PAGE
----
That was a puzzle. I didn’t quiz him more about it but I sometimes think about it. It was a boat movie, after all, and there was fishing and drama and camaraderie before things turned bad. Why did he not care for this type of film and what type of film was that anyway?

I can only assume it was because people drowned in the film. I can only guess that this was the reason why he didn’t care to see it. But that doesn’t quite fit. When has there been a boat movie where people have not drowned? Titanic and such didn’t seem to trouble him. So why this one?

I’ve thought about it and I think I know. I think it was because we got to know the characters who drowned before it happened. Like the film or hate it, we knew the characters well before the water came to claim them. I think that’s what it was. Dad had known people who had gone to the water and never come back. Perhaps that particular movie was too close to the heart.

Anyway, I think I’ll see if somebody might bring this old sod to see Dunkirk. Maybe Patricia might take pity on me, thought she’s largely spoilt for boat movies after Clooney and Co. 

It’s not so much that I’m looking for an afternoon out or that I crave popcorn or dark enclosed spaces on this nice July day.

It’s just that, well, it’s a boat movie and you know how I’m a sucker for them. 

1 comment:

Jim Murdoch said...

My dad was in the navy. During the war I mean. It did not instil in him any great passion for ships or boats and the only time I was ever on a ship with him was the ferry to Dunoon a few times. He never took me boating. I only have two recollections of being in a boat and on both occasions I was terrified because I found myself in the company of irresponsible individuals. No, I do not like being on the water and I’m not that fond of being in in water; I was about thirteen before I learned to swim and even now I can only do the breast stroke. I, too, grew up around various bodies of water and my childhood was spent wandering around ponds or rivers or down the shore. I never minded being close to the water but I was always acutely aware of how dangerous it was so although we made plans to construct a raft to go out into the frog pond we never did.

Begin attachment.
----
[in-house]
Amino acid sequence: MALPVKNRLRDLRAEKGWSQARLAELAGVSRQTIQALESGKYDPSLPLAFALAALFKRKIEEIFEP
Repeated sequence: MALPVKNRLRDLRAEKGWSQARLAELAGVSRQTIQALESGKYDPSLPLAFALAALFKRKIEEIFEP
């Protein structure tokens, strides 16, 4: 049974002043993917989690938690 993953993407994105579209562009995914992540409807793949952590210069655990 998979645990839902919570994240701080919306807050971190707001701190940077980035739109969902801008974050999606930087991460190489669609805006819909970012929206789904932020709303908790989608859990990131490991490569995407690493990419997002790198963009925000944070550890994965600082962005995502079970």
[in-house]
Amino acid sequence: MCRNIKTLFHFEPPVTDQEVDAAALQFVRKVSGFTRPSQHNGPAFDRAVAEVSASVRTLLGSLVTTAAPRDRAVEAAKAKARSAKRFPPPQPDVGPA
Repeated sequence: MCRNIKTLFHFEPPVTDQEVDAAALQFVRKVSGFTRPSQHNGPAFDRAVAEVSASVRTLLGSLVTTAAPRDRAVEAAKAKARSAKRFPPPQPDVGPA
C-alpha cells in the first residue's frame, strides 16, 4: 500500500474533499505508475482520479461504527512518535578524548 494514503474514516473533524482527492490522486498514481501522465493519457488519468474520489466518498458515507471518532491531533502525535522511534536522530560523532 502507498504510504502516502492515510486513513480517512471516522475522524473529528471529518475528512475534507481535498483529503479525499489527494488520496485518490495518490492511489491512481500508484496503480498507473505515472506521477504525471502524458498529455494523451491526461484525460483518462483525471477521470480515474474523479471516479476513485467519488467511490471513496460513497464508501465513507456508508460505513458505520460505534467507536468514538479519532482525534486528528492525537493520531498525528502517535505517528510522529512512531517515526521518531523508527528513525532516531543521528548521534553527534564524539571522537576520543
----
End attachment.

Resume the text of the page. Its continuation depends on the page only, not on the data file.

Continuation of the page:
I’ve not read much about Dunkirk. It doesn’t call out to me but I’d like to hear Zimmer’s score; I’ve read good things. I don’t avoid war films per se and will’ve seen all the classics that were ever shown on TV during my childhood and enjoyed them mostly—I bet I’ve seen The Bridge on the River Kwai four times—but I don’t seek them out nowadays. The last I can remember deliberately watching was Clint Eastwood’s Flags of Our Fathers and I fully intended watching its companion piece, Letters from Iwo Jima but, to date, I’ve never got round to it.

It’s been years since I went to see a film at the pictures. If I remember correctly it was Star Trek Into Darkness but it might’ve been Star Trek in 2009; that’s feels about right. I don’t miss it. I think there were two of us in the auditorium that day so no rustling papers or noisy kids or anything which was nice but with the dirty great flat screen we have right now (43" I believe but really don’t care) it’s as good as being at the pictures with all the benefits of home, i.e. a pause button.